Pipeline to the Future
The Worcester Telegram & Gazette | June 12, 2014
A natural gas pipeline expansion project whose Massachusetts segment would run from Richmond to Dracut and cross many north-central Massachusetts towns, is drawing opposition even before its proponent has formally filed plans for it.
Kinder Morgan hopes to construct the line in order to bolster the supply of natural gas to Boston and New England, but many communities have already passed non-binding resolutions against it. And while more than a third of property owners contacted by the company or its agents have granted permission for their property to be surveyed, some are raising objections.
The concerns include a desire to protect family farms, open space, and natural habitats, as well as opposition to gas that is obtained by hydraulic fracking.
On the legal side, local and state authorities have limited powers to block energy transmission lines, which are under the purview of the Federal Energy Regulatory Commission.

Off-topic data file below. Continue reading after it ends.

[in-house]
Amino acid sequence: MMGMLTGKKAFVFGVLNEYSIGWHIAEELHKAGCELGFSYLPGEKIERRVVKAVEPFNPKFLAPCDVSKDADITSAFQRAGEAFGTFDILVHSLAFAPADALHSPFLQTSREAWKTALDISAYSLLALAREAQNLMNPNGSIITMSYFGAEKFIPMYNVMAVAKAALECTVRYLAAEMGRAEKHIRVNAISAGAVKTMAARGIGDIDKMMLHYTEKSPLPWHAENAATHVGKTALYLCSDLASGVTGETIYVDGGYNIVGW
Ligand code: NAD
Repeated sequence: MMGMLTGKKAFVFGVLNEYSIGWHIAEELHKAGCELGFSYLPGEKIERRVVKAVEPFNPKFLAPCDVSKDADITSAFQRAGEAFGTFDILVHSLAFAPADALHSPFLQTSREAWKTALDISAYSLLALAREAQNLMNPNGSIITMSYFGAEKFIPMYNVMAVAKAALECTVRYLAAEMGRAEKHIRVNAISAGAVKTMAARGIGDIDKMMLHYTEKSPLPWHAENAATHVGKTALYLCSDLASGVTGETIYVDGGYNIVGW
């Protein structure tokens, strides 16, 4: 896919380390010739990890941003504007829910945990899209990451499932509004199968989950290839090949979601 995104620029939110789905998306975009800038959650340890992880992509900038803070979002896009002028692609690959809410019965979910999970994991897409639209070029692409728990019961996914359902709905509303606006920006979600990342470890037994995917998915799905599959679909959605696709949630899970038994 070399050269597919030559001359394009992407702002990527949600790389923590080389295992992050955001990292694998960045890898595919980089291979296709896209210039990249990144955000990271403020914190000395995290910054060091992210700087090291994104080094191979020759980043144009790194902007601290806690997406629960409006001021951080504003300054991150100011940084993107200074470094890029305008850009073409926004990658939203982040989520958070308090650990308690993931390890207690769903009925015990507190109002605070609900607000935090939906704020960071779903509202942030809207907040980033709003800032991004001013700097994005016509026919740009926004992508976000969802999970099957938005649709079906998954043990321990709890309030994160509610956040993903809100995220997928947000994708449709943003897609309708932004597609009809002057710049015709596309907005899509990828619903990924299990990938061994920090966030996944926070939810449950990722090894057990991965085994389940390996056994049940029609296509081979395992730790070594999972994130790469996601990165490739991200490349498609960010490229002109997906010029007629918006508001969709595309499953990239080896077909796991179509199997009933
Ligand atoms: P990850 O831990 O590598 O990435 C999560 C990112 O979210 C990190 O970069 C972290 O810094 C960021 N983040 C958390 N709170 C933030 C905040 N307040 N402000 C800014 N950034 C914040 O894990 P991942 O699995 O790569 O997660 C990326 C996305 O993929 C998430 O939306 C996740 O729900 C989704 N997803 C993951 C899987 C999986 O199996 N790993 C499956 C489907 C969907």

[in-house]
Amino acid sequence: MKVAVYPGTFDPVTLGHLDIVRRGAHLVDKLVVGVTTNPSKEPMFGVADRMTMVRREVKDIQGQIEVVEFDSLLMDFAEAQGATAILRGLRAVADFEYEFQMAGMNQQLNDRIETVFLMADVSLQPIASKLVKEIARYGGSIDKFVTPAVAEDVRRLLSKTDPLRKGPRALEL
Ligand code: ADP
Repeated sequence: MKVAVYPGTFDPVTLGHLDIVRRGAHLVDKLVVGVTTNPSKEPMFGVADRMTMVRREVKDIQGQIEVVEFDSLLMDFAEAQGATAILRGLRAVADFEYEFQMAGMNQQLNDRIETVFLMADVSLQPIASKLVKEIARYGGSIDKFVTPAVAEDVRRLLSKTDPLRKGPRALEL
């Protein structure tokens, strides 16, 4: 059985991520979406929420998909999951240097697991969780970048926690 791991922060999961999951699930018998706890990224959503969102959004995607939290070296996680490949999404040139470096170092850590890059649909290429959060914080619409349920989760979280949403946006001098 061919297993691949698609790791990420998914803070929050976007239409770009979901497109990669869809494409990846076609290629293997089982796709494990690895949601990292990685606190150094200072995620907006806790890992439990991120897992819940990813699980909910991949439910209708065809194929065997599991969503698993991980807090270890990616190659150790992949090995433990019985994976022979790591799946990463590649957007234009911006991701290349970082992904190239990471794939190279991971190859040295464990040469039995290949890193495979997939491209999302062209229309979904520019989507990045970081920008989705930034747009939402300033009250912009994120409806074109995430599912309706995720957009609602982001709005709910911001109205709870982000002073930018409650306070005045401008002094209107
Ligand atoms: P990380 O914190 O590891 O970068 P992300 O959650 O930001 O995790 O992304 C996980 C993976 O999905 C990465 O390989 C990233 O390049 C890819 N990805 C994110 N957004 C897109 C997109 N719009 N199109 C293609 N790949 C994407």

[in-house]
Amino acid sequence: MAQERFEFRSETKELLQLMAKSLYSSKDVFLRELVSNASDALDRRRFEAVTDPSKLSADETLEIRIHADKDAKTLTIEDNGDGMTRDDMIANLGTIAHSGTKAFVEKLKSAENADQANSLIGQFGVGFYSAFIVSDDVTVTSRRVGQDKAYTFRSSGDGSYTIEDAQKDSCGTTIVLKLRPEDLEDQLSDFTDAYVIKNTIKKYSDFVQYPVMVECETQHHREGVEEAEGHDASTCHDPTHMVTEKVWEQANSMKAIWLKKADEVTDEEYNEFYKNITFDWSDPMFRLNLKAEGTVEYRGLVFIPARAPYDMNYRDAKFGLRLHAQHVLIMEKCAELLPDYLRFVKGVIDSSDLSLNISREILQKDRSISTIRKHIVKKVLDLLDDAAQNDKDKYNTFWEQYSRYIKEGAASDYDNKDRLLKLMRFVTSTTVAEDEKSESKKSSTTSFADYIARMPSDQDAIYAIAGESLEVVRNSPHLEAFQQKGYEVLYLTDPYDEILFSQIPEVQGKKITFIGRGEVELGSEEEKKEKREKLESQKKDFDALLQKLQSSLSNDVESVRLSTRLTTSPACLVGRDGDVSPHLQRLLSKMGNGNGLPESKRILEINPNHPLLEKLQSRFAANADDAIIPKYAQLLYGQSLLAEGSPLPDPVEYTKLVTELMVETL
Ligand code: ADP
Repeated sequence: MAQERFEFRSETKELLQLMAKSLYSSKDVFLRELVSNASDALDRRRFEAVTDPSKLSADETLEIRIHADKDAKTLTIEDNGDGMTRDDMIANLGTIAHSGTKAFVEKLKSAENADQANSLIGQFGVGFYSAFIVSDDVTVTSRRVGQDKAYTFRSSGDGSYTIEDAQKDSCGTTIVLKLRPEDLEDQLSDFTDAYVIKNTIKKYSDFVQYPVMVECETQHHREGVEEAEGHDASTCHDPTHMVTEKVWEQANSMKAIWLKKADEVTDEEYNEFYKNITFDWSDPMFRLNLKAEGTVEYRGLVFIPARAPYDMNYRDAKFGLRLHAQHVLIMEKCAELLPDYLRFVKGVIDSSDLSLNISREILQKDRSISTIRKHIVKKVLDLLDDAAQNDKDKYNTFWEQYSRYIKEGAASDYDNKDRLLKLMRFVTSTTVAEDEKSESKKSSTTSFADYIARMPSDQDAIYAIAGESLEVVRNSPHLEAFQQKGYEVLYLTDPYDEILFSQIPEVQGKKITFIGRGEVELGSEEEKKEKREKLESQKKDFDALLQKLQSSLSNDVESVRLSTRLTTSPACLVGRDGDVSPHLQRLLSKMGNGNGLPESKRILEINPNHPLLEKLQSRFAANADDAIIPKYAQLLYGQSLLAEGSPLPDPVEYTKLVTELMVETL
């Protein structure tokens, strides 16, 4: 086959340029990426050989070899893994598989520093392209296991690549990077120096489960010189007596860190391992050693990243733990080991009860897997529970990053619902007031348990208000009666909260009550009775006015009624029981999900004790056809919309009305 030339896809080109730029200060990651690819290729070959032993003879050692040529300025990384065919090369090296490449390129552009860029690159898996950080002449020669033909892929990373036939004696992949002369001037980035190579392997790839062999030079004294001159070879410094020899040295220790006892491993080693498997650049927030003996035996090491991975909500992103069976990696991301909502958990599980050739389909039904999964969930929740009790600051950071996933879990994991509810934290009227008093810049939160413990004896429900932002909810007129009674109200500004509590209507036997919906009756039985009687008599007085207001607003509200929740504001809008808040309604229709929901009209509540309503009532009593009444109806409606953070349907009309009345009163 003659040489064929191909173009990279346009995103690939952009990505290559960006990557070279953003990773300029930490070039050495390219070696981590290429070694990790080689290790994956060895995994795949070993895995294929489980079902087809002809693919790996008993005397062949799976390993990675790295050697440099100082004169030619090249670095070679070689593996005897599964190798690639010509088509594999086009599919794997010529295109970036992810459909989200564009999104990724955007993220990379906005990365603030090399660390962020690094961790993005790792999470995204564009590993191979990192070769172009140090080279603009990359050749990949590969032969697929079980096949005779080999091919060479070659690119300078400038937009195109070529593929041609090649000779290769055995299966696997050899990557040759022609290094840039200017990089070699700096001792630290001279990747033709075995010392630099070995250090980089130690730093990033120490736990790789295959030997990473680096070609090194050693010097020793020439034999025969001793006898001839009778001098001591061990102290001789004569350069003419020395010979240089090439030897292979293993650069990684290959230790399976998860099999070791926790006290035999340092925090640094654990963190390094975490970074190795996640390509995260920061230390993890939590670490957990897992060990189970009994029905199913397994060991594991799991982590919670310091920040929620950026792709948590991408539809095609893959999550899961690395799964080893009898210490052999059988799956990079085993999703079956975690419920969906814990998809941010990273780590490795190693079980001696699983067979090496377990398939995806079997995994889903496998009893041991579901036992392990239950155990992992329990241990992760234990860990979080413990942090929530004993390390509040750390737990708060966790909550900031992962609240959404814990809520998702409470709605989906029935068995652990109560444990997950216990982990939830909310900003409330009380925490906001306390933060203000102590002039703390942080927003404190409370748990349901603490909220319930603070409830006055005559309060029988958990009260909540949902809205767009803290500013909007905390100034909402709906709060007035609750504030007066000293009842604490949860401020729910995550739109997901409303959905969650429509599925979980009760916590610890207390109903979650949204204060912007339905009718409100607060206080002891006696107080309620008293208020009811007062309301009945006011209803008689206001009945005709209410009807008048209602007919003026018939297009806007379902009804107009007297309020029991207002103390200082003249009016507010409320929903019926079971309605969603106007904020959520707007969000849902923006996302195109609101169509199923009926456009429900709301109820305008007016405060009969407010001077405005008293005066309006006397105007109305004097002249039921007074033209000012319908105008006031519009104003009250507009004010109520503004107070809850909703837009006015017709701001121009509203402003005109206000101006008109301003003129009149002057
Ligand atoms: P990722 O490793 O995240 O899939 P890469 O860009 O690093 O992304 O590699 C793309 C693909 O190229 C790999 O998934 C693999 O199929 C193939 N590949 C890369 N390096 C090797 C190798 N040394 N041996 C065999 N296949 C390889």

And, as a practical matter, opponents will need to present better arguments than they have so far. Pleading for more renewable sources for electricity, as well as more conservation, is fine, but New England's appetite for gas is growing.
According to ISO New England's 2013 Regional Electricity Outlook, more than 85 percent of generating capacity built in New England in the last 15 years was natural gas combined-cycle units. Natural gas, which in 2000 accounted for just 15 percent of the energy "pie" for meeting electricity needs, today is near 50 percent.
Some of those opposed to gas pipelines have also fought to shut down coal-fired power plants, and the region's nuclear power plants. They must realize that meeting energy demands is not a game in which one side wins by banning particular sources of power while showing cleaner alternatives would be better.
Everyone agrees coal-fired plants should be phased out, and that solar and wind energy are fuels of the present and future. But any reasonable analysis of changing energy patterns shows that natural gas has played the key role in New England's success in meeting energy demands while reducing the greenhouse gas emissions.